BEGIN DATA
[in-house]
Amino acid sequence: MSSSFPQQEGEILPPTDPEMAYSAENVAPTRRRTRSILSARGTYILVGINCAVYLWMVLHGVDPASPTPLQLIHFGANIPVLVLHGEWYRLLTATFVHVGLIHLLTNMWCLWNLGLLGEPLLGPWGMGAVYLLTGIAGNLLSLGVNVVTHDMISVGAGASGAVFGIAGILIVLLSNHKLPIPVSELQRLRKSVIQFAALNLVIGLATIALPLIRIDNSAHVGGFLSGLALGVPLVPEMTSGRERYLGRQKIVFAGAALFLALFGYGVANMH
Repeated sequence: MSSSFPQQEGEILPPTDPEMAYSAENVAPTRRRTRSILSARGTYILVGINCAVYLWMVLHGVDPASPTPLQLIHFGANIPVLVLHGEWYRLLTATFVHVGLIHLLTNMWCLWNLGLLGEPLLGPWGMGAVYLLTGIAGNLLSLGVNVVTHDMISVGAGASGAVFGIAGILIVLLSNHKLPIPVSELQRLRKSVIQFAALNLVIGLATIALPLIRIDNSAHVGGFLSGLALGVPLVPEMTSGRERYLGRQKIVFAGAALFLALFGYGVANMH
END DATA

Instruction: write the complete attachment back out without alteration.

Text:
[in-house]
Amino acid sequence: MSSSFPQQEGEILPPTDPEMAYSAENVAPTRRRTRSILSARGTYILVGINCAVYLWMVLHGVDPASPTPLQLIHFGANIPVLVLHGEWYRLLTATFVHVGLIHLLTNMWCLWNLGLLGEPLLGPWGMGAVYLLTGIAGNLLSLGVNVVTHDMISVGAGASGAVFGIAGILIVLLSNHKLPIPVSELQRLRKSVIQFAALNLVIGLATIALPLIRIDNSAHVGGFLSGLALGVPLVPEMTSGRERYLGRQKIVFAGAALFLALFGYGVANMH
Repeated sequence: MSSSFPQQEGEILPPTDPEMAYSAENVAPTRRRTRSILSARGTYILVGINCAVYLWMVLHGVDPASPTPLQLIHFGANIPVLVLHGEWYRLLTATFVHVGLIHLLTNMWCLWNLGLLGEPLLGPWGMGAVYLLTGIAGNLLSLGVNVVTHDMISVGAGASGAVFGIAGILIVLLSNHKLPIPVSELQRLRKSVIQFAALNLVIGLATIALPLIRIDNSAHVGGFLSGLALGVPLVPEMTSGRERYLGRQKIVFAGAALFLALFGYGVANMH